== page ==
Even “Moderate” Alcohol Consumption can Raise Blood Pressure and Cause Harm
It’s not just excessive drinking that is harmful to one’s health. Recent findings show regular drinking can raise blood pressure and cause complications in otherwise healthy people.
New Findings Challenge the “Moderate Drinking” Narrative
For decades, the medical community has broadly asserted that one drink per day for women is fine and that one to two drinks per day for men is also okay. The Centers for Disease Control and Prevention still publishes this data as the standard for what remains to be referred to as “moderate drinking.”
However, a recent paper published in the Journal of the American Heart Association shows that any degree of daily drinking increases blood pressure in both men and women, putting them at greater risk for heart disease and stroke.
Researchers assigned to the study analyzed the results of seven prior studies that included 19,000 adults from the United States, Korea, and Japan. Patients in each study were tracked for more than five years, enabling the researchers to see how varying degrees of alcohol consumption affected patients over time. Compared with not drinking alcohol, just one drink per day was associated with higher blood pressure over time, including in participants who started with normal blood pressure levels and weren’t predisposed to blood pressure conditions.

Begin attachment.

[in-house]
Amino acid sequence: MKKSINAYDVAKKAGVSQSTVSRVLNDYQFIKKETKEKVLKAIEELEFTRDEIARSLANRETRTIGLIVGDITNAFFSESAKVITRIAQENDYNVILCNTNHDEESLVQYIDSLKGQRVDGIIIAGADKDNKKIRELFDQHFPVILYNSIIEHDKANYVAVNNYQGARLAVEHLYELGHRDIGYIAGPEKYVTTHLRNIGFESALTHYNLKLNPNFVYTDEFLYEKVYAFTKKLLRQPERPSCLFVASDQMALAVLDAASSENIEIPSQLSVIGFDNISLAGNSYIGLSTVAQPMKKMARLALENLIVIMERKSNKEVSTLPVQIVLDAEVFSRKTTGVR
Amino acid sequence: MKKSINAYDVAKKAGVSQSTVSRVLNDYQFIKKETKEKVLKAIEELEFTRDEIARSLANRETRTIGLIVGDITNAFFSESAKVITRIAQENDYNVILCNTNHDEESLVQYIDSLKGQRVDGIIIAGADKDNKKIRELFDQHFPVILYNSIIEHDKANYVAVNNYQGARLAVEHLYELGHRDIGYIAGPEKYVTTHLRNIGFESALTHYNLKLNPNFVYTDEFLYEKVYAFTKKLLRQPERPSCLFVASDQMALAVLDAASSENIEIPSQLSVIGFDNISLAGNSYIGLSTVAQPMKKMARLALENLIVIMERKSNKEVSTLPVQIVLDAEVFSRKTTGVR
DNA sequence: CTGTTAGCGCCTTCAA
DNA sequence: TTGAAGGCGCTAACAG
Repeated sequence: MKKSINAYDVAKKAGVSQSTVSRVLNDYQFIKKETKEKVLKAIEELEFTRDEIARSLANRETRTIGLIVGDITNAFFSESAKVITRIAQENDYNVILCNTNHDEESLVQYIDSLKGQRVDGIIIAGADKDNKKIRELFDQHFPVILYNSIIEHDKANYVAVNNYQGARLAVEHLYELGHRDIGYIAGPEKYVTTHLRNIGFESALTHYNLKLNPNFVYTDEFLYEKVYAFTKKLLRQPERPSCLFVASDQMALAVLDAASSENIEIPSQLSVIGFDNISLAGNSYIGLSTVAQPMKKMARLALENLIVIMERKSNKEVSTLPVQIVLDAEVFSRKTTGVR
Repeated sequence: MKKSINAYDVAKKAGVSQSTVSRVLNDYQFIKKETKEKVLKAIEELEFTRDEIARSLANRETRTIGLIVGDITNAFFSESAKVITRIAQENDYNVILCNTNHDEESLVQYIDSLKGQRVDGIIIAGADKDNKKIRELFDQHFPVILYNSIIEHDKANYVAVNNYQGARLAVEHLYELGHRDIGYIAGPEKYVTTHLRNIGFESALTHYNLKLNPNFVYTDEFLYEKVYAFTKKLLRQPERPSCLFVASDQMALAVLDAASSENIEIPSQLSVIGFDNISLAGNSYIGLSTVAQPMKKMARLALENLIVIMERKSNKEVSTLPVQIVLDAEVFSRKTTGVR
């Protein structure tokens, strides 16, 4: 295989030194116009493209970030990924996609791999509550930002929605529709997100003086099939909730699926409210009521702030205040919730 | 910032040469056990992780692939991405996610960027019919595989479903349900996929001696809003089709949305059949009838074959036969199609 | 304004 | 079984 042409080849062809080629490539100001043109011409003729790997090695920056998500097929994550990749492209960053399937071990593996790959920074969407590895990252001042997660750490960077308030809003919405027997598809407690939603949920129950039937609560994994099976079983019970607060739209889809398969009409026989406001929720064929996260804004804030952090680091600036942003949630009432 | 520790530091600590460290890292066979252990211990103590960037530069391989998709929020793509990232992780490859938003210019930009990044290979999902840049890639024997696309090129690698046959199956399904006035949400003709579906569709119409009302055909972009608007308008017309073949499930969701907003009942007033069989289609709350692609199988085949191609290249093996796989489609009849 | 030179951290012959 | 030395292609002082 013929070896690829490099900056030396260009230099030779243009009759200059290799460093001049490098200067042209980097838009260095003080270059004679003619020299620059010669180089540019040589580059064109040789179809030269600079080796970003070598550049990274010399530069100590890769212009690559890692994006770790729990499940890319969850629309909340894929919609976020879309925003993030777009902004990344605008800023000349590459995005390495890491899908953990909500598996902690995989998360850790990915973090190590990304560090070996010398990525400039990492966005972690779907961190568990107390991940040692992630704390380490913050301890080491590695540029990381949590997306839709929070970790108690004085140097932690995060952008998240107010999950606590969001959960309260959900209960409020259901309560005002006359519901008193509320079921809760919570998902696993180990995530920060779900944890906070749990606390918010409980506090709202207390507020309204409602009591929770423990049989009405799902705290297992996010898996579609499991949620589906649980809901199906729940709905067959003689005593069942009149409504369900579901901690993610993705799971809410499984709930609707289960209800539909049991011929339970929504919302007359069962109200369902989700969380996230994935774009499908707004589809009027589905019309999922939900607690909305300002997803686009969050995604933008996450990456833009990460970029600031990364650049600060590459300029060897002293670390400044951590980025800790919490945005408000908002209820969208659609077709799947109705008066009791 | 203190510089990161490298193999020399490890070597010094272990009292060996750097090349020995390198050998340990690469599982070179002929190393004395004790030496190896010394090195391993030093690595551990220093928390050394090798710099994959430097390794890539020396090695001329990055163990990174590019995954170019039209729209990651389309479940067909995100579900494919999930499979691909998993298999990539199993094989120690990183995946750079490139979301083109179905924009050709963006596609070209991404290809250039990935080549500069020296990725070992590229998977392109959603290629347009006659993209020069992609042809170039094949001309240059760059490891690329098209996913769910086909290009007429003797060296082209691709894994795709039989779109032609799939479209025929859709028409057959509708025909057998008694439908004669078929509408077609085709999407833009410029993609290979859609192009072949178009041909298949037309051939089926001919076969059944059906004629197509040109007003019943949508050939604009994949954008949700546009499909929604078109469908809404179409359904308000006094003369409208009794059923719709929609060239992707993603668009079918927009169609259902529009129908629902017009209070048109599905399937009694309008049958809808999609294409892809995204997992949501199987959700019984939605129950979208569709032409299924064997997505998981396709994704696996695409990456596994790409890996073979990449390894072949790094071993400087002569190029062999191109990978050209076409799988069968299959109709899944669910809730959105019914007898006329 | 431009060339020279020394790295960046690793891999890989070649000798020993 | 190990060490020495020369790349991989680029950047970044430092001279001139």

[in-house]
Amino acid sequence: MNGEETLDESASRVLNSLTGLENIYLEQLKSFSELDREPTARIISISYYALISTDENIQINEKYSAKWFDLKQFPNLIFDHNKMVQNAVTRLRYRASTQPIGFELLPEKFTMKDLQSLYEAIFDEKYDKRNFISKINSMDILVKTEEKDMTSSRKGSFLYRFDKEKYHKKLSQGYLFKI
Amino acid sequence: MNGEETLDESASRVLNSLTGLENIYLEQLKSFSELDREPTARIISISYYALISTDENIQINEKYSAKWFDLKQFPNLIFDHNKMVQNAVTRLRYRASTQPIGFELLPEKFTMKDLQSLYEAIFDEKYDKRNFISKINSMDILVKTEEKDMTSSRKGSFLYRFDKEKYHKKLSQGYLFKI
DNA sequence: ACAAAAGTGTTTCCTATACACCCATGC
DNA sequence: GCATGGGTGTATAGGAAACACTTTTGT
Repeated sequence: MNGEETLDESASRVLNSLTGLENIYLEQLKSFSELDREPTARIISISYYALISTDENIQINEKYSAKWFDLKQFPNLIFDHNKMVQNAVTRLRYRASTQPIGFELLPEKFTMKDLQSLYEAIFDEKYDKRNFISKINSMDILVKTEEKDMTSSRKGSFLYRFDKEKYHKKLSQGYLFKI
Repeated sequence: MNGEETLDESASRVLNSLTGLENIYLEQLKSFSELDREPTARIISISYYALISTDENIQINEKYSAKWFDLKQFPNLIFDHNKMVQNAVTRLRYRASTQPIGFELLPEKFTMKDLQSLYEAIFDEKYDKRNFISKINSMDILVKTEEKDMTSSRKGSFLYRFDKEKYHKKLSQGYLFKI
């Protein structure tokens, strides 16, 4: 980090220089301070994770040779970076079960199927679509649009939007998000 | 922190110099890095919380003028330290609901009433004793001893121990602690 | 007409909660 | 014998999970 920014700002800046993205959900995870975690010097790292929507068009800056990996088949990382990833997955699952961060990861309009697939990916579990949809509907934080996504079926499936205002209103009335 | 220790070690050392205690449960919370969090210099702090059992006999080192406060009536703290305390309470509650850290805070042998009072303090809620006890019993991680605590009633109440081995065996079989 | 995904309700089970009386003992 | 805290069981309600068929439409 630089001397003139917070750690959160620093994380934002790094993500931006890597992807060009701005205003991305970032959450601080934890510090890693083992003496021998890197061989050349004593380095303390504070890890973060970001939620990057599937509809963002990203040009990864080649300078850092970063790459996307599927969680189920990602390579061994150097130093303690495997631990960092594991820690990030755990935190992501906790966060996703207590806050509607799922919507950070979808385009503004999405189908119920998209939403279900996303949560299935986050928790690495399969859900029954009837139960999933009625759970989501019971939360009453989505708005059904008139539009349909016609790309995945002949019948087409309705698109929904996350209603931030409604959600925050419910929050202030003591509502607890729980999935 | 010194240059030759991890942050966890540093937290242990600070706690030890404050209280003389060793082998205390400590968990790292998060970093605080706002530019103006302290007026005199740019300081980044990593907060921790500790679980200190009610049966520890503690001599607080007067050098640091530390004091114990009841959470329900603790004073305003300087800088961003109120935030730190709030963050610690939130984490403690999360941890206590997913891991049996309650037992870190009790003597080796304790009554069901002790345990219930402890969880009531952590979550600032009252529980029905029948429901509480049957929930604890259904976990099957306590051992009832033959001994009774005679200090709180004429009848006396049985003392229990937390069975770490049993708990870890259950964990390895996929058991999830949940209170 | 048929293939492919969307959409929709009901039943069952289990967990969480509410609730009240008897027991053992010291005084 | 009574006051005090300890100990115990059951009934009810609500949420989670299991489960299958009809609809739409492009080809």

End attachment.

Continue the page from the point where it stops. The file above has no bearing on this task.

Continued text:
The researchers said their findings justified a hypothesis that any amount of drinking is harmful to cardiovascular health. “The findings indicate that a positive – [meaning] direct – relation between alcohol intake and blood pressure increases over time [does] exist, even at low alcohol intake, something that was unclear and debated so far in the scientific literature,” said Dr. Marco Vinceti, lead study author. He went on to explain that drinking small amounts of alcohol does not affect blood pressure as much as consuming high quantities of alcohol, but that it still does affect it.
Medical experts have put together different theories on how alcohol affects blood pressure, from chemicals in alcohol stimulating the fight or flight response to alcohol affecting the stress hormone cortisol. But no matter the details of how alcohol affects blood pressure, an increasing number of health experts recognize that any alcohol has a harmful effect, as opposed to the outdated narrative of alcohol only having a negative effect when one drinks more than one to two drinks per day for men and one drink per day for women. “If you’re not drinking, don’t start,” said Dr. Paul Whelton, chair of global public health at Tulane University School of Public Health and Tropical Medicine in New Orleans. “If you are drinking, try to reduce your intake or quit drinking.”
Alcohol’s Broader Effects on the Human Body
Research provided by the National Institute on Alcohol Abuse and Alcoholism has found that alcohol harms several critical areas of the human body, with the degree to which these areas are harmed being largely influenced by how much one drinks, how often one drinks, and for how many years they have been drinking. Alcohol harms areas like: